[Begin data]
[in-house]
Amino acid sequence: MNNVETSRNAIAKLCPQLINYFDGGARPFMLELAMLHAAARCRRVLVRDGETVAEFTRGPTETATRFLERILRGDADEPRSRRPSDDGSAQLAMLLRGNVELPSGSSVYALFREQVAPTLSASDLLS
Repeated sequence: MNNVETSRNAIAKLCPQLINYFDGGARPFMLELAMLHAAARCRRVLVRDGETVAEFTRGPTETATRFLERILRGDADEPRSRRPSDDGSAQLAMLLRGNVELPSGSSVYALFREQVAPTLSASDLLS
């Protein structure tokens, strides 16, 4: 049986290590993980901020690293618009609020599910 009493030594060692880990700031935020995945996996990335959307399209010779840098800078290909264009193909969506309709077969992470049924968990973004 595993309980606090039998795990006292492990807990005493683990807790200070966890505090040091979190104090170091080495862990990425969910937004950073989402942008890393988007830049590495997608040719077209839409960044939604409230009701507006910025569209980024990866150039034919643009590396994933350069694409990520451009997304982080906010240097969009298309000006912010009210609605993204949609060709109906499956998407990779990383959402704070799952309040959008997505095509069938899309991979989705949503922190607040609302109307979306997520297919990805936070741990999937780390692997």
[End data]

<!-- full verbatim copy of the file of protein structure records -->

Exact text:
[in-house]
Amino acid sequence: MNNVETSRNAIAKLCPQLINYFDGGARPFMLELAMLHAAARCRRVLVRDGETVAEFTRGPTETATRFLERILRGDADEPRSRRPSDDGSAQLAMLLRGNVELPSGSSVYALFREQVAPTLSASDLLS
Repeated sequence: MNNVETSRNAIAKLCPQLINYFDGGARPFMLELAMLHAAARCRRVLVRDGETVAEFTRGPTETATRFLERILRGDADEPRSRRPSDDGSAQLAMLLRGNVELPSGSSVYALFREQVAPTLSASDLLS
């Protein structure tokens, strides 16, 4: 049986290590993980901020690293618009609020599910 009493030594060692880990700031935020995945996996990335959307399209010779840098800078290909264009193909969506309709077969992470049924968990973004 595993309980606090039998795990006292492990807990005493683990807790200070966890505090040091979190104090170091080495862990990425969910937004950073989402942008890393988007830049590495997608040719077209839409960044939604409230009701507006910025569209980024990866150039034919643009590396994933350069694409990520451009997304982080906010240097969009298309000006912010009210609605993204949609060709109906499956998407990779990383959402704070799952309040959008997505095509069938899309991979989705949503922190607040609302109307979306997520297919990805936070741990999937780390692997």